As Mike Schmitz wrote before leaving ESPN for the Portland Trailblazers:

“Of the 143 players who fired at least 130 shots to the rim in the halffield, Wesley ranked 142nd for efficiency. He also needs to prove himself as a perimeter shooter throughout the pre-draft process as he finished the year with 30.3% out of 3.”

So despite the clear advantages and talent, Wesley’s game is so raw that scouts are wondering when (or if) he can pull it all together.

Turnovers and perimeter shooting have certainly been an issue for him at times over the past year. He only finished 3 of 14 in the final elimination game against Texas Tech with three turnovers. The game was looking a bit fast for him at this point.

There are the lackluster shooting splits the newcomer finished with: 40.4/30.3/65.7.

Newer Looks:

His ease of getting to his points and creating separation, his obvious comfort shooting from dribbles, teases an advantage as a jumper. But the fact remains, its current form is not a finished product. And that’s perhaps why he too often settles for competitive pull-ups when his favorite rim attacks are thwarted.

His shooting mechanics are compact, but last year there was a touch of catapult action as he pulls the ball towards his face with a bent elbow and then shoots without reaching the optimal arc:

When that jump shot comes, he’ll likely be a big steal where he’s likely to be picked. But because significant, lasting improvement is never certain for shooters, Wesley slips into the second round of some taunts.

Here, his free-throw form shows he’s mastered most of the principles, but Frank Ntilikina still looks a bit stiff:

This exaggerated backward tilt (see his hips in front of his shoulders) indicates an imbalance:

But he’s been working on it a ton since then and it’s looking a bit smoother lately. The right elbow can bottom out, but that’s workable.

His firing arm is too low. He needs to hold it, elbows at eye level so he gets more arch. Lock out that elbow and freeze the run.

Fit on Sixers

If the Sixers decide to keep that pick, it will be tempting to pick one of the highest upside prospects in the space. The Ringer’s Kevin O’Connor suggested Philadelphia take Wesley because he looks like he could get buckets. KOC sees shades of Tyler Herro, Jamal Crawford and Bones Hyland in Wesley’s game. While I’m not sure I’d agree with these contests, given these guys’ smooth jump shots, I can certainly stand behind the idea of ​​drafting BW if they keep that choice.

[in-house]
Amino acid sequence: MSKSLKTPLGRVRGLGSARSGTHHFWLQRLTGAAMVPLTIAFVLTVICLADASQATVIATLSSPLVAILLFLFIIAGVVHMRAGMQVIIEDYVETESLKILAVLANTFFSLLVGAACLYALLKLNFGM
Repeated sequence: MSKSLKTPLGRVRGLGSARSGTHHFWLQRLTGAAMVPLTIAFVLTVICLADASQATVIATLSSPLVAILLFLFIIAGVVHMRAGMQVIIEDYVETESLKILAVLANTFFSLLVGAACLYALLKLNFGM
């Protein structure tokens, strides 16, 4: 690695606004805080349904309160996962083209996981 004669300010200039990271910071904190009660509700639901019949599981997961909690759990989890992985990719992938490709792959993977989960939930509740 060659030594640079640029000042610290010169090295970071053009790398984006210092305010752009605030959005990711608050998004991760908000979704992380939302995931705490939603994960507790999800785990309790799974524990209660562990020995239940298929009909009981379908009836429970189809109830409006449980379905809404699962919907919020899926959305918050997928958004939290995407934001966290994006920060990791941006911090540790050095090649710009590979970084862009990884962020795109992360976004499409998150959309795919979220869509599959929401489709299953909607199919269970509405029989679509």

Do the Sixers have a sense of confidence that they can work with a prospect who’s close but not quite there?

Remember, Tyrese Maxey’s release wasn’t as smooth as it is today:

Maxey had the basic foundation for a good shot. So if Philadelphia’s front office thinks Wesley does that too, thinks he’s a tireless worker, thinks they can help him with the rest, then this election makes a lot of sense.

Speaking of which… Krysten Peek caught up with B-Dub, who’s a huge Maxey fan (emoji eyes):

KRYSTEN PEEK: What NBA players do you watch and then try to emulate your game?

BLAKE WESLEY: Tyrese Maxey, Shai Gilgeous-Alexander.

KRYSTEN PEEK: Oh, Shai Gilgeous-Alexander?

BLAKE WESLEY: Yes, him. And Caris LeVert. People remind me of Caris LeVert because I have the movement like him and I like the ability to jump like him and he likes the bounce.

Even so, the odds of Wesley not being able to clock up minutes in the upcoming season seem reasonable. He can overthink and misread, he can hesitate and then settle for difficult mid-range shots. That’s certainly not what the Sixers are looking for, and part of why Jaden Springer spent a year with the Blue Coats, as Daryl Morey has hinted. You need someone who, when open, can just fly it low out of the corners without overthinking it, and D up.

Blake Wesley may not be ready for this. But offensively he would be better than Matisse Thybulle, for example. And he’s a far better defender than names like Jaden Hardy. Still, he didn’t pull too many free throws. His decision making was suspect. As such, he may not be ready to step on the floor and force a coach as conservative as Doc Rivers to play him outright like Maxey once did. especially with James Harden in town.

So when I hear Wesley’s name on Thursday, I won’t be shocked if it’s in a pending deal for another team. He’s a real contender with real NBA tools and talent, so many teams will likely be excited to mold him. Again, market value comes into play if you want an asset that is valued. But if you stick with him, you can slowly allow yourself to rejoice in picking 23 for one of the bigger shots on the board. And I’m pretty optimistic that this jump shot is doable. So if teams called about Wesley, I’d be tempted to say, “Yeah, um, we’ll get back to you about this.”